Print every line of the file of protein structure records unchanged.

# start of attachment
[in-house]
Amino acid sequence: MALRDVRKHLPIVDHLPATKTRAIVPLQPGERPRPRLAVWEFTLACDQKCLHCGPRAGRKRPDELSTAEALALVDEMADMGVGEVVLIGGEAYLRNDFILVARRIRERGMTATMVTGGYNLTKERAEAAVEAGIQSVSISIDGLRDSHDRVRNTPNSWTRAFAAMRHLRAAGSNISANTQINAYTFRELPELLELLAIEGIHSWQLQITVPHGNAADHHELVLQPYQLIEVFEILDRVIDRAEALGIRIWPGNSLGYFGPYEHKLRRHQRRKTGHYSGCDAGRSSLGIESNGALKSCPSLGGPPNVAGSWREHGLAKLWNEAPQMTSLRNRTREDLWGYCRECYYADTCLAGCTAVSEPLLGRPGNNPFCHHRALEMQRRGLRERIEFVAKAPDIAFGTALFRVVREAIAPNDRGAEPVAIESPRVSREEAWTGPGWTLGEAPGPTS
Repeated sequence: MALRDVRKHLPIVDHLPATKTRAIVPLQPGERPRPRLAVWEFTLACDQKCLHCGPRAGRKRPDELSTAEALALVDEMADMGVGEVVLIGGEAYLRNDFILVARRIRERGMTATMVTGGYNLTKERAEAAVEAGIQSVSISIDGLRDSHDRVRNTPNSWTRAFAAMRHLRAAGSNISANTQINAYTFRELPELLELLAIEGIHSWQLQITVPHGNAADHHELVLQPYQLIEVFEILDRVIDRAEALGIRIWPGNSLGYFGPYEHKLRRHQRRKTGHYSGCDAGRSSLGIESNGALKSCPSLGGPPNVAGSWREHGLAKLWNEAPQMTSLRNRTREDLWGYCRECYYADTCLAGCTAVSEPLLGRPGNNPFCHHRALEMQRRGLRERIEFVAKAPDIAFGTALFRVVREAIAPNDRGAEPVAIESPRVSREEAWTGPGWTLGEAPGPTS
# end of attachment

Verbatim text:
[in-house]
Amino acid sequence: MALRDVRKHLPIVDHLPATKTRAIVPLQPGERPRPRLAVWEFTLACDQKCLHCGPRAGRKRPDELSTAEALALVDEMADMGVGEVVLIGGEAYLRNDFILVARRIRERGMTATMVTGGYNLTKERAEAAVEAGIQSVSISIDGLRDSHDRVRNTPNSWTRAFAAMRHLRAAGSNISANTQINAYTFRELPELLELLAIEGIHSWQLQITVPHGNAADHHELVLQPYQLIEVFEILDRVIDRAEALGIRIWPGNSLGYFGPYEHKLRRHQRRKTGHYSGCDAGRSSLGIESNGALKSCPSLGGPPNVAGSWREHGLAKLWNEAPQMTSLRNRTREDLWGYCRECYYADTCLAGCTAVSEPLLGRPGNNPFCHHRALEMQRRGLRERIEFVAKAPDIAFGTALFRVVREAIAPNDRGAEPVAIESPRVSREEAWTGPGWTLGEAPGPTS
Repeated sequence: MALRDVRKHLPIVDHLPATKTRAIVPLQPGERPRPRLAVWEFTLACDQKCLHCGPRAGRKRPDELSTAEALALVDEMADMGVGEVVLIGGEAYLRNDFILVARRIRERGMTATMVTGGYNLTKERAEAAVEAGIQSVSISIDGLRDSHDRVRNTPNSWTRAFAAMRHLRAAGSNISANTQINAYTFRELPELLELLAIEGIHSWQLQITVPHGNAADHHELVLQPYQLIEVFEILDRVIDRAEALGIRIWPGNSLGYFGPYEHKLRRHQRRKTGHYSGCDAGRSSLGIESNGALKSCPSLGGPPNVAGSWREHGLAKLWNEAPQMTSLRNRTREDLWGYCRECYYADTCLAGCTAVSEPLLGRPGNNPFCHHRALEMQRRGLRERIEFVAKAPDIAFGTALFRVVREAIAPNDRGAEPVAIESPRVSREEAWTGPGWTLGEAPGPTS